Davis Driver Jr.

For the past 18 months I have been able to step outside the system. I sold my company — Traditional Concepts, a high-end design/build firm on Chicago's North Shore —and have remained working as a sales consultant. Not having to drive the bus, I no longer have to keep my eyes on the road and can take a hard look at the scenery. It is still the same company, the same employees and customers, but now I have a different perspective.

Being outside the system permits better translation between my head and my heart. I can more clearly see that the impact that leaders and owners have on their organizations is significant.

One thing I am focusing on now is the company's culture — those invisible attributes that drive a business for better or worse.

Owners define the culture by the collective effect of their behavior, values, and ethics, which are communicated overtly and covertly at every level.

Of course, no one wants to wait until retirement to help their company build a positive culture. It is difficult, but you can create one from within.

Stop Talking First, you have to start with the truth. Ask the questions, stop talking, and listen to the answers. Suspend judgment, don't defend or make excuses; take inventory, and consider that maybe, just maybe, you do not have the true picture of what is going on. The collective comments by employees and clients are usually right. They see things owners cannot. Value their input and take it into account, or ignore them at your peril.

Learn From Others As a leader, you might be surprised to learn from others about the value you provide and the pain you inflict. For example, I believed our clients used Traditional Concepts because the company did its work well, on time, and on budget.

After hiring a marketing consultant to confirm this with our longtime clients, we discovered that these attributes were not what our clients assigned the highest value to; it was our personal touch.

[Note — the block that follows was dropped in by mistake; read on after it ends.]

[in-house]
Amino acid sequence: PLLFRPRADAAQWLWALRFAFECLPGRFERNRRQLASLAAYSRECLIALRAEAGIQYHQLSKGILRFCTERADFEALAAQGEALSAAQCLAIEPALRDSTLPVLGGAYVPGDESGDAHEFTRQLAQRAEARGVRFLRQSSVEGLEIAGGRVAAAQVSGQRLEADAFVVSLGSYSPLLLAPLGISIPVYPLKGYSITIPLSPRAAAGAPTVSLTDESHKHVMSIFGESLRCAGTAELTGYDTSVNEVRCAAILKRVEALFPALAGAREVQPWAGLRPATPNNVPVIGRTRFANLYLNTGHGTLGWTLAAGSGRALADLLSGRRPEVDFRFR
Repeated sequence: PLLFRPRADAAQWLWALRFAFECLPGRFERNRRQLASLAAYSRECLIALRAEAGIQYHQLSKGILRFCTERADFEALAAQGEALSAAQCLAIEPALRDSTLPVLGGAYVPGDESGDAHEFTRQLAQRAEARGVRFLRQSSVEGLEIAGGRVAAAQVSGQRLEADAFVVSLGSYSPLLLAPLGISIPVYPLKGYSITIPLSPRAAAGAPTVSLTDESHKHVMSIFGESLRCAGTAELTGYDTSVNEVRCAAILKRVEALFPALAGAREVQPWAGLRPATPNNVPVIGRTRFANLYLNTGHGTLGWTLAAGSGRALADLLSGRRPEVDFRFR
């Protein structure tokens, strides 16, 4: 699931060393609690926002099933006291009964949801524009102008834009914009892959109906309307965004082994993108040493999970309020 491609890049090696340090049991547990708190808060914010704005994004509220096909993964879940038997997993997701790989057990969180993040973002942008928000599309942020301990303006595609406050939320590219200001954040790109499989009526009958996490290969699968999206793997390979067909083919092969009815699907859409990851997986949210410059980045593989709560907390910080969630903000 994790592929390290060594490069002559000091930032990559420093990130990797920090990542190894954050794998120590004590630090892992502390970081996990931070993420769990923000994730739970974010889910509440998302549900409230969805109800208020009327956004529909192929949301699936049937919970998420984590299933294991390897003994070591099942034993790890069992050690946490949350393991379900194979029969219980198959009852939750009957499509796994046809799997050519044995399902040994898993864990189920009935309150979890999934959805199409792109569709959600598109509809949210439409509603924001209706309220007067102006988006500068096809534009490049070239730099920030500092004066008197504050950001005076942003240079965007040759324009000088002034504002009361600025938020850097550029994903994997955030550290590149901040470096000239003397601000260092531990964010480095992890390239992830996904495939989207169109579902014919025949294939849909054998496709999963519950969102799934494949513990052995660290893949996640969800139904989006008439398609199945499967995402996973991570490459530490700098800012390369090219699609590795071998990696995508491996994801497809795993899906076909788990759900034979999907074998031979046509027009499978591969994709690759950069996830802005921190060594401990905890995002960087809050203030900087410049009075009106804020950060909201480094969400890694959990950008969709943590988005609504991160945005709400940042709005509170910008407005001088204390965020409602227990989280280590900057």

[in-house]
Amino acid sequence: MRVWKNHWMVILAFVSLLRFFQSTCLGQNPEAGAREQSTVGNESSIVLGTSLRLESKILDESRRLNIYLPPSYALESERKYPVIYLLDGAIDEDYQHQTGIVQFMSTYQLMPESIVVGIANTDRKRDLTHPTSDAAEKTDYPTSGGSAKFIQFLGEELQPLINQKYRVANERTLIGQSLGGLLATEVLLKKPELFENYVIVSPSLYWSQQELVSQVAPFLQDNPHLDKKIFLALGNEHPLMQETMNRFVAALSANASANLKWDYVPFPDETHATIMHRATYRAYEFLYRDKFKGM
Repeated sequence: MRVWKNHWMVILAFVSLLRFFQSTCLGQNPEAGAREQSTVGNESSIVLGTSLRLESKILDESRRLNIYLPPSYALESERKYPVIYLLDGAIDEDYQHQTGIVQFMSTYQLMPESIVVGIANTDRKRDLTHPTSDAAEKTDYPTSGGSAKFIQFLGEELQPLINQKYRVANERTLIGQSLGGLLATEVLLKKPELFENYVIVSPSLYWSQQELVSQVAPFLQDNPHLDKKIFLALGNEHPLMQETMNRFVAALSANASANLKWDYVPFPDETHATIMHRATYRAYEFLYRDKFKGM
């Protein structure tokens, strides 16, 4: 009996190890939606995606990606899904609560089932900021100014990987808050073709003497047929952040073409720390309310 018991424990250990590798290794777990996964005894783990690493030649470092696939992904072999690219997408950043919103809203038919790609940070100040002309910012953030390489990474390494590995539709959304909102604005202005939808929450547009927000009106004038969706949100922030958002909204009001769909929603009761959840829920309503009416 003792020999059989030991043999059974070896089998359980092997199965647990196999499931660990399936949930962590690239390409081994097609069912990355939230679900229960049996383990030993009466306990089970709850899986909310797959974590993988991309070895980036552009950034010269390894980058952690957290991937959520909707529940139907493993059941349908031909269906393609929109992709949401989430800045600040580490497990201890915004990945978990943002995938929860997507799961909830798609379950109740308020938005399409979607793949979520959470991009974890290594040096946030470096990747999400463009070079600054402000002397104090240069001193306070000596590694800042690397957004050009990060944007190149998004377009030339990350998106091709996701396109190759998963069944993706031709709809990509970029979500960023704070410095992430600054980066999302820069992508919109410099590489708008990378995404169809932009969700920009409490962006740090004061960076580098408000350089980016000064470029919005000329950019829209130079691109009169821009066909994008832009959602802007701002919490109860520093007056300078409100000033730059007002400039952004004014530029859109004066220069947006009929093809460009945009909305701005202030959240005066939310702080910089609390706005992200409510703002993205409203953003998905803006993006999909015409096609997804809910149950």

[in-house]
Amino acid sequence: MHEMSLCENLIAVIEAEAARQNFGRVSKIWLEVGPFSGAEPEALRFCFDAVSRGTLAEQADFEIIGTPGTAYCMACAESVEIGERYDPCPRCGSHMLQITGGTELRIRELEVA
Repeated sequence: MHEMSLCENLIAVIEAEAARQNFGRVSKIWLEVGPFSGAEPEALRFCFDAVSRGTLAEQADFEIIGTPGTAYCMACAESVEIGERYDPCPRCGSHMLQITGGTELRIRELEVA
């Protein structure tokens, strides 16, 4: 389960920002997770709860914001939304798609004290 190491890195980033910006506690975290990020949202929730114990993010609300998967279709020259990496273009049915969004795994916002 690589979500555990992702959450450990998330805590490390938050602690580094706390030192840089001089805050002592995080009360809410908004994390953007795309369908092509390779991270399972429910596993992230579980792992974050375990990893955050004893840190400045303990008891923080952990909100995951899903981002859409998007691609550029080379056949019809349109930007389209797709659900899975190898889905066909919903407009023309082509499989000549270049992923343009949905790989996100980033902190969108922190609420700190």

This discovery drove the creation of the Personal Touch Experience — our 101-step process that was a replicable system to consistently deliver on our promises — as part of the external communication of our culture.

Conversely, I remember repeated requests from lead carpenters for additional carpentry support on our larger jobs ... but I shut it down each time by reciting stats on job budgets and efficiency. I was unwilling or unable to hear the plea, communicating that I knew best and did not care about their struggles. Morale on the larger jobs suffered and telegraphed through the entire company. (I eventually saw the light.)

Be Open To Criticism Clients' and associates' true feelings need to be coaxed out into the open to fully understand them. If there is a history in which divergent opinions and perspectives are punished or lip service is given, the leader will never hear honest input. The truth is painful to hear and difficult to deliver. For an employee to give an honest opinion is like being selected to tell the emperor he is wearing no clothes.

Knowing the truth allows you to modify your actions and attitudes to align with what you truly want your business culture to be. Only then can you make a positive impact while you're still working within the system you've created. — Ted Brown, president of Xiphos Design in Lake Bluff, Ill., consults with design/build remodeling companies to increase organizational effectiveness.